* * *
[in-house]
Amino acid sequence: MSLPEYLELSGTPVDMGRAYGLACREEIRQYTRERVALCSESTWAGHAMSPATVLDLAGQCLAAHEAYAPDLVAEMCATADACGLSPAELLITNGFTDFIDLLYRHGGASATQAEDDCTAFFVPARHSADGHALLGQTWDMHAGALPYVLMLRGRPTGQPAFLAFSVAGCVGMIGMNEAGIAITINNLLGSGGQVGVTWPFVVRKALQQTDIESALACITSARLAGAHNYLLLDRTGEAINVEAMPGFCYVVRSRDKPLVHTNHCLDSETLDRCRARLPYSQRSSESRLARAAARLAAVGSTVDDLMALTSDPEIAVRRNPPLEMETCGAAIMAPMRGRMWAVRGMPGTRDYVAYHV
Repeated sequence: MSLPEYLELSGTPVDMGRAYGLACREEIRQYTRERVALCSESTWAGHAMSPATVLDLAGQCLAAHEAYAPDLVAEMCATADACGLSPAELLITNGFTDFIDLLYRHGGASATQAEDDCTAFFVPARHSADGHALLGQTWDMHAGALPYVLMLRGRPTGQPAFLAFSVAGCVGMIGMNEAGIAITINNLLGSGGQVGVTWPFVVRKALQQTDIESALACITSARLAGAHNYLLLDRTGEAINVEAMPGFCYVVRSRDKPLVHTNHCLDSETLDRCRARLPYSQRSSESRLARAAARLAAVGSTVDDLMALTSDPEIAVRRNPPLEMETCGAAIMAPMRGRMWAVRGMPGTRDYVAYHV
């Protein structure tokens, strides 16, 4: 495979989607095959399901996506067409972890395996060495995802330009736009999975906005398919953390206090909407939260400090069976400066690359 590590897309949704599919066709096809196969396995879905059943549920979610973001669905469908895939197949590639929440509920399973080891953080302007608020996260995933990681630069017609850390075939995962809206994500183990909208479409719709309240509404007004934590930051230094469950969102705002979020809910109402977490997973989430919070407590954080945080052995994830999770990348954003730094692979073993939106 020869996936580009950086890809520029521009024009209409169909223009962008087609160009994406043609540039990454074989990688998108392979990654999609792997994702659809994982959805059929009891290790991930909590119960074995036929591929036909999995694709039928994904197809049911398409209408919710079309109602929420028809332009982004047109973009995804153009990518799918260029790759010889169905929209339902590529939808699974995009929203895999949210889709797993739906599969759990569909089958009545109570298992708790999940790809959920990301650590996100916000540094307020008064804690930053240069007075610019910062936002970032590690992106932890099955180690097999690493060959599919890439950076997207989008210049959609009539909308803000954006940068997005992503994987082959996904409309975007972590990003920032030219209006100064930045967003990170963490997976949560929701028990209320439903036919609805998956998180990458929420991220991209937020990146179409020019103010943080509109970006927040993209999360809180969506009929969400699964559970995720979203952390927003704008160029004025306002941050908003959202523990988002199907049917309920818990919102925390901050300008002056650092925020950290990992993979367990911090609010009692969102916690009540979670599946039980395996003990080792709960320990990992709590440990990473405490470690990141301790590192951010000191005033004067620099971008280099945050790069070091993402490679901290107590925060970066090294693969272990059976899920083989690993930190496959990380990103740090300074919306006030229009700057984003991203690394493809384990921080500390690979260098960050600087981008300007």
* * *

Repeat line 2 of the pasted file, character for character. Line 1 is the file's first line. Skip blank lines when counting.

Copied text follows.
Amino acid sequence: MSLPEYLELSGTPVDMGRAYGLACREEIRQYTRERVALCSESTWAGHAMSPATVLDLAGQCLAAHEAYAPDLVAEMCATADACGLSPAELLITNGFTDFIDLLYRHGGASATQAEDDCTAFFVPARHSADGHALLGQTWDMHAGALPYVLMLRGRPTGQPAFLAFSVAGCVGMIGMNEAGIAITINNLLGSGGQVGVTWPFVVRKALQQTDIESALACITSARLAGAHNYLLLDRTGEAINVEAMPGFCYVVRSRDKPLVHTNHCLDSETLDRCRARLPYSQRSSESRLARAAARLAAVGSTVDDLMALTSDPEIAVRRNPPLEMETCGAAIMAPMRGRMWAVRGMPGTRDYVAYHV